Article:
Over the two years we’ve used themes such as Ice, Magical Creatures, Aliens (a very popular Dr Who based theme!) and Carnival. The dancers have learnt choreography and choreographed so many of their own dances too.
In one of the very first classes we used a giant elastic for warm up and they were enjoying it so much that I took some photos. The photo to the right is one of the first photos I ever took of this group!
The end of year performance is a chance for Year 2 to show bits of their favourite dances. I let them choose and then mix the music together to create a very long piece. We then work together to remember the dances, because some were a very long time ago by this point, and create transitions to make sure the different themes flow together smoothly.
This year both Year 1 and 2 also worked with another TRS Teacher, Katie in term 6. They had learnt the chorus to the Frozen dance with me and then Katie helped them choreograph the verses. As Year 1 had worked so well they were invited to join in with the performance as well. The photo to the left is the ‘Let It Go’ bit of the chorus!
I’d like to congratulate all the dancers for their fantastic performance. They worked so hard and deserved the big round of applause they received at the end of the dance! Really well done to them all. I hope to see the Year 2s at Balfour Junior’s Dance Club when they move up. I like to go and visit, see how they’re getting on with Alix!
Below is a photo of me with the dancers after their first performance and below that is a video of the dance they did. Enjoy!
So this week we we were in Greenvale Infants School studying the differences between dances from the North Eastern (in relation to England) and South Western parts of the world as part of their geography workshops.
The whole school was involved with a series of classes held over two days in which we learned elements of a Russian and Hungarian dance notably the Sappoggi and Czardash respectively as well as elements from the Dominican Republic and Cuba with our Merengue and Salsa dance steps.
The aim was to compare the two styles, and actually as a dance teacher this was quite interesting for me too.
I noticed that the basics were very similar… the Merengue two step was very similar to the Czardash, and the basic solo Salsa step a much lighter version of the Sappoggi step. So we then looked at the differences.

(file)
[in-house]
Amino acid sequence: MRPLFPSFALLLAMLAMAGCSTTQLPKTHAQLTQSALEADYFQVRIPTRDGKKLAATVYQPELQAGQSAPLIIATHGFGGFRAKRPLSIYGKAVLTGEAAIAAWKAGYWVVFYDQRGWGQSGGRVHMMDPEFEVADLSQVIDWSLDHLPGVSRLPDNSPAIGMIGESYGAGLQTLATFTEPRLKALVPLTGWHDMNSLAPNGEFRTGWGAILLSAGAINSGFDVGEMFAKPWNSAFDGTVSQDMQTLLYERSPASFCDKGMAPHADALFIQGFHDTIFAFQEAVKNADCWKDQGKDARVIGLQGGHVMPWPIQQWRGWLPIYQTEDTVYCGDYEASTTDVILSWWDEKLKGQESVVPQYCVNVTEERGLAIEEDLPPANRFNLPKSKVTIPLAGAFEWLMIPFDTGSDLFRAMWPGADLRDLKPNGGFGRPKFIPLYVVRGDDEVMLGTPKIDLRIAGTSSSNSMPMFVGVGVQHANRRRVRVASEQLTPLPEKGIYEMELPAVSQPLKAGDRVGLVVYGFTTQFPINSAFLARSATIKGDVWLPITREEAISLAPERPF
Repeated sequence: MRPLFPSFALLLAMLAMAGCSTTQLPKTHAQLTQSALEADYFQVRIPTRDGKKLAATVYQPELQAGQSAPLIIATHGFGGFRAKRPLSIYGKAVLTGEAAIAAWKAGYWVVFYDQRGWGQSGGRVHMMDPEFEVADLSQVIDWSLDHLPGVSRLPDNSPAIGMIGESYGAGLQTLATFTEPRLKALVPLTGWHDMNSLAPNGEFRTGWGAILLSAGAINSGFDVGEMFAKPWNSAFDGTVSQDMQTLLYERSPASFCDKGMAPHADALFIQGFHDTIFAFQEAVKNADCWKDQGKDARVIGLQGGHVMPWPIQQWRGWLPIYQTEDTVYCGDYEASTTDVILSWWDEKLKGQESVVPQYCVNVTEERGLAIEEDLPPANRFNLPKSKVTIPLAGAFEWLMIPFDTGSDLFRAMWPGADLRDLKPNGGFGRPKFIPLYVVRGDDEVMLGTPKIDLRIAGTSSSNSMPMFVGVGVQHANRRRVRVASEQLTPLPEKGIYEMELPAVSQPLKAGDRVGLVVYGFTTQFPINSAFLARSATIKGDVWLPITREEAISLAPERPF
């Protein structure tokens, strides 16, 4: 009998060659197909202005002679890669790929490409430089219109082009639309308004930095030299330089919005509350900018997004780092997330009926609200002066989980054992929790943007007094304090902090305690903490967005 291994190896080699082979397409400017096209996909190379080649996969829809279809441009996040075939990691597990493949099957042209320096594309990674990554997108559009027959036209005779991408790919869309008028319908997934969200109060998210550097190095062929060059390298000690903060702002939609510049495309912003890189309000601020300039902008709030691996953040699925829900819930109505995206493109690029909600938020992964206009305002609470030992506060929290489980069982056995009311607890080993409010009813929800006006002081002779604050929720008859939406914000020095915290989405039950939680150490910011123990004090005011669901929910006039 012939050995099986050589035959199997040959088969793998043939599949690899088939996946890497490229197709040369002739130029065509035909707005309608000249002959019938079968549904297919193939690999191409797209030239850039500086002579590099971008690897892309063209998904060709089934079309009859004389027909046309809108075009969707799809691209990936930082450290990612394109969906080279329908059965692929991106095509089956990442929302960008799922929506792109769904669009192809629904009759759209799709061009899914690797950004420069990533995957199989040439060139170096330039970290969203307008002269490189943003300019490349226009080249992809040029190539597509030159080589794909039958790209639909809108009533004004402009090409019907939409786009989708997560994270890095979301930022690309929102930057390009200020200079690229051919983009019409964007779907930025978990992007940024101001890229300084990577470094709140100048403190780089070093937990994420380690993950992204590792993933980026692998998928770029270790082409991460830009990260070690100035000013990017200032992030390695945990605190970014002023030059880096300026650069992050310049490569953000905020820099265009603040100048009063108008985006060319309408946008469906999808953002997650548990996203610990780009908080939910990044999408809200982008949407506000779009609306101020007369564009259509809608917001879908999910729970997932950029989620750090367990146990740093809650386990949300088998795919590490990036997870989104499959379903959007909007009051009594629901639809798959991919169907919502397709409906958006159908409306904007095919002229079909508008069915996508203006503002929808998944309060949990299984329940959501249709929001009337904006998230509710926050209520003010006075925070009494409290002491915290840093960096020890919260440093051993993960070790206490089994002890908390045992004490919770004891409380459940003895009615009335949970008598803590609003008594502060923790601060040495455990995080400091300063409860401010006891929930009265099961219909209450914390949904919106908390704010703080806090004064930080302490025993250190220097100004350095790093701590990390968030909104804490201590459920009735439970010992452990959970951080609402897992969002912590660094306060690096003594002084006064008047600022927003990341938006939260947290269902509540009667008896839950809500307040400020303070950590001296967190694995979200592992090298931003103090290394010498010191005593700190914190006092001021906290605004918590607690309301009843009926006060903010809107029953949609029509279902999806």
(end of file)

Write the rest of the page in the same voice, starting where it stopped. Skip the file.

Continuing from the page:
A big difference was in costume… with the Russians and Hungarians wrapped up nice and warm agains the elements, and the Latin Americans wearing… well very little actually! I guess being so hot, warm, cosy clothing would not be conducive to dancing. I also noticed that possibly as a result of this, the slavic dances were very much about the costume… such as the dusting snow off the boots in the Sappoggi or the showing of rings on fingers in the Hungarian dances. With Latin American dancing it was still about the costume to some extent with fabulous headdresses or feather skirts being shaken and shimmied, but also very much about the movement of the body and arms.
I will say that much as I love teaching the Hungarian and Russian dances, as they are so strong and proud, I found that the minute I put on a spot of Latin music, the whole room erupted into wiggles! It was fantastic! I wish I had had a video… something about this music just makes you want to wiggle. Which the children really enjoyed.
What a great fun way of learning about two different parts of the world.
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In the Medway Messenger on Friday 12th June 2015
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The blog post is here… http://www.therightstepdc.co.uk/2015/05/20/carnival-comparisons/
And the video is here… https://www.youtube.com/watch?t=27&v=Q7wTPDhzgjQ
We took inspiration from three carnivals, Rio Carnival, a carnival that has non stop dancing for a whole day, Nice Carnival, possibly the oldest carnival in the world, and Notting Hill Carnival, the biggest carnival in Europe. The dancers choreographed most of the movements and used colourful feathers as props.
Nice Carnival uses lots of giant puppets called Grosse Tetes (French for big heads). I taught the dancers a short motif that they danced in partners, one as the puppet and one the puppeteer. I was really impressed with how they understood the concept. They even choreographed their own dance moves.